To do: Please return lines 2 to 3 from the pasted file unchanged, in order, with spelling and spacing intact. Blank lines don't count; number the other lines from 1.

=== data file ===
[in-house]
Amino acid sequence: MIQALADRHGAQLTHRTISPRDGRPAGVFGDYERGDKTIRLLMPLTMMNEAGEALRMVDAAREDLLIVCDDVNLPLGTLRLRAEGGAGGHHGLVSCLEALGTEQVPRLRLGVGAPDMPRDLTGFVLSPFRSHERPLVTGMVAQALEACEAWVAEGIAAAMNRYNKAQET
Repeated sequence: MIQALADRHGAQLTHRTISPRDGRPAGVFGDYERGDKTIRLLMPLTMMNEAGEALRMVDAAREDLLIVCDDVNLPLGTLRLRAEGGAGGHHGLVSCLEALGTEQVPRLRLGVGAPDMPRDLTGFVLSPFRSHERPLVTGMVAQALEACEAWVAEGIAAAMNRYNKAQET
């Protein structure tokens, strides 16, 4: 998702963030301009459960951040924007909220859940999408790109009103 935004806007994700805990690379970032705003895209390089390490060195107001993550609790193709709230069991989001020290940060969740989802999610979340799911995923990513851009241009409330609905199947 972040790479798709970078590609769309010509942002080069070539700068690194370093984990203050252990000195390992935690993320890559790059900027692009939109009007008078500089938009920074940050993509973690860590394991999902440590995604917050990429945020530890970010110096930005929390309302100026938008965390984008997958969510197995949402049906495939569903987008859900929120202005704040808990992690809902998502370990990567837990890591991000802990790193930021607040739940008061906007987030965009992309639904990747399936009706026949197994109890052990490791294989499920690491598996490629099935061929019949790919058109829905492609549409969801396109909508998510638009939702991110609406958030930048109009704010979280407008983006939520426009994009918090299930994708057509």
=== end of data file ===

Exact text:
Amino acid sequence: MIQALADRHGAQLTHRTISPRDGRPAGVFGDYERGDKTIRLLMPLTMMNEAGEALRMVDAAREDLLIVCDDVNLPLGTLRLRAEGGAGGHHGLVSCLEALGTEQVPRLRLGVGAPDMPRDLTGFVLSPFRSHERPLVTGMVAQALEACEAWVAEGIAAAMNRYNKAQET
Repeated sequence: MIQALADRHGAQLTHRTISPRDGRPAGVFGDYERGDKTIRLLMPLTMMNEAGEALRMVDAAREDLLIVCDDVNLPLGTLRLRAEGGAGGHHGLVSCLEALGTEQVPRLRLGVGAPDMPRDLTGFVLSPFRSHERPLVTGMVAQALEACEAWVAEGIAAAMNRYNKAQET